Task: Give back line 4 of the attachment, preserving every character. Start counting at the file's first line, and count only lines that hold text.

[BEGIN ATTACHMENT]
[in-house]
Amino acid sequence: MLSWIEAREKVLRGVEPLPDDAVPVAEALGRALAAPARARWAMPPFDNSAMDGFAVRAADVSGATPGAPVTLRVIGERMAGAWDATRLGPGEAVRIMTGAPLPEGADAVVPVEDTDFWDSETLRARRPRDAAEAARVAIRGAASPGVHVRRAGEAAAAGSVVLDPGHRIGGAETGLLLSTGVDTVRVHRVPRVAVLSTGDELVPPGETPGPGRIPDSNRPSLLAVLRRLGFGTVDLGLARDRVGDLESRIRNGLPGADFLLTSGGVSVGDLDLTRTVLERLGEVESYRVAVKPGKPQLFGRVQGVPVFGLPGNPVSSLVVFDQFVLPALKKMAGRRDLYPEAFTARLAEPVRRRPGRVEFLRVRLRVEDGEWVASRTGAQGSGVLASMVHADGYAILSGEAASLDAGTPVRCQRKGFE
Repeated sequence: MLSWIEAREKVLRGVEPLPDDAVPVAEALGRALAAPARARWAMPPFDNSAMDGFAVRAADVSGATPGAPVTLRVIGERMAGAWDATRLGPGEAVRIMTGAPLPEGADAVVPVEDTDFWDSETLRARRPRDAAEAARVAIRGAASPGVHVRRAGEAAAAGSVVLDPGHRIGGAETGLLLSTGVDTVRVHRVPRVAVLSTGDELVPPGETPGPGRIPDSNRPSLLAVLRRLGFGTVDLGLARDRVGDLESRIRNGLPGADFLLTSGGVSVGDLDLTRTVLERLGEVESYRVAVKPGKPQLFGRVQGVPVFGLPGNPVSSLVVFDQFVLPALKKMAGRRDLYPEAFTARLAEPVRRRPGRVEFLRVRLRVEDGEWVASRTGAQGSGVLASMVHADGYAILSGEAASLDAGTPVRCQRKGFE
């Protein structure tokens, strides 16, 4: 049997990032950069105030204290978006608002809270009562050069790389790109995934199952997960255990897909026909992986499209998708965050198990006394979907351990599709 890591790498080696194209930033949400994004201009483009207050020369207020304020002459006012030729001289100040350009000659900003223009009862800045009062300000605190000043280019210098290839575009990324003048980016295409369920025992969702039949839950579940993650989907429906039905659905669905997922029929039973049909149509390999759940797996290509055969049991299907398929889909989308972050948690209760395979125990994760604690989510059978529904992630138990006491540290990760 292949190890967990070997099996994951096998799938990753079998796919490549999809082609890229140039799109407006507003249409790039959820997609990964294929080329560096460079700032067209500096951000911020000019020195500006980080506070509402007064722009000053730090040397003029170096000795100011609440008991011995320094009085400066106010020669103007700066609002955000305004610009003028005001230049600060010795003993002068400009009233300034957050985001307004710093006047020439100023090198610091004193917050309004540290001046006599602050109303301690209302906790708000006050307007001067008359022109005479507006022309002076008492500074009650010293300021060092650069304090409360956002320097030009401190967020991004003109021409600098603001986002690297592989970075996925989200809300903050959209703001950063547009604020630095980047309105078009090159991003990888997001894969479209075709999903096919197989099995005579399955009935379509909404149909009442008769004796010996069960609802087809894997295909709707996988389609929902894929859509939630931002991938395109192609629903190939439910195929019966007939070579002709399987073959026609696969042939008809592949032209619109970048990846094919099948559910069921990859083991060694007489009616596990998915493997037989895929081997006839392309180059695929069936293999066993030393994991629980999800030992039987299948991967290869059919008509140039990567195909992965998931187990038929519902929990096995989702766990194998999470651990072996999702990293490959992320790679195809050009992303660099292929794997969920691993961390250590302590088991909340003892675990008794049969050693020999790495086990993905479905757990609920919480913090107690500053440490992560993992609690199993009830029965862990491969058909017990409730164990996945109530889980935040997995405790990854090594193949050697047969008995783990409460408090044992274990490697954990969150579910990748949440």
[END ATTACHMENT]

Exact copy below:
């Protein structure tokens, strides 16, 4: 049997990032950069105030204290978006608002809270009562050069790389790109995934199952997960255990897909026909992986499209998708965050198990006394979907351990599709 890591790498080696194209930033949400994004201009483009207050020369207020304020002459006012030729001289100040350009000659900003223009009862800045009062300000605190000043280019210098290839575009990324003048980016295409369920025992969702039949839950579940993650989907429906039905659905669905997922029929039973049909149509390999759940797996290509055969049991299907398929889909989308972050948690209760395979125990994760604690989510059978529904992630138990006491540290990760 292949190890967990070997099996994951096998799938990753079998796919490549999809082609890229140039799109407006507003249409790039959820997609990964294929080329560096460079700032067209500096951000911020000019020195500006980080506070509402007064722009000053730090040397003029170096000795100011609440008991011995320094009085400066106010020669103007700066609002955000305004610009003028005001230049600060010795003993002068400009009233300034957050985001307004710093006047020439100023090198610091004193917050309004540290001046006599602050109303301690209302906790708000006050307007001067008359022109005479507006022309002076008492500074009650010293300021060092650069304090409360956002320097030009401190967020991004003109021409600098603001986002690297592989970075996925989200809300903050959209703001950063547009604020630095980047309105078009090159991003990888997001894969479209075709999903096919197989099995005579399955009935379509909404149909009442008769004796010996069960609802087809894997295909709707996988389609929902894929859509939630931002991938395109192609629903190939439910195929019966007939070579002709399987073959026609696969042939008809592949032209619109970048990846094919099948559910069921990859083991060694007489009616596990998915493997037989895929081997006839392309180059695929069936293999066993030393994991629980999800030992039987299948991967290869059919008509140039990567195909992965998931187990038929519902929990096995989702766990194998999470651990072996999702990293490959992320790679195809050009992303660099292929794997969920691993961390250590302590088991909340003892675990008794049969050693020999790495086990993905479905757990609920919480913090107690500053440490992560993992609690199993009830029965862990491969058909017990409730164990996945109530889980935040997995405790990854090594193949050697047969008995783990409460408090044992274990490697954990969150579910990748949440």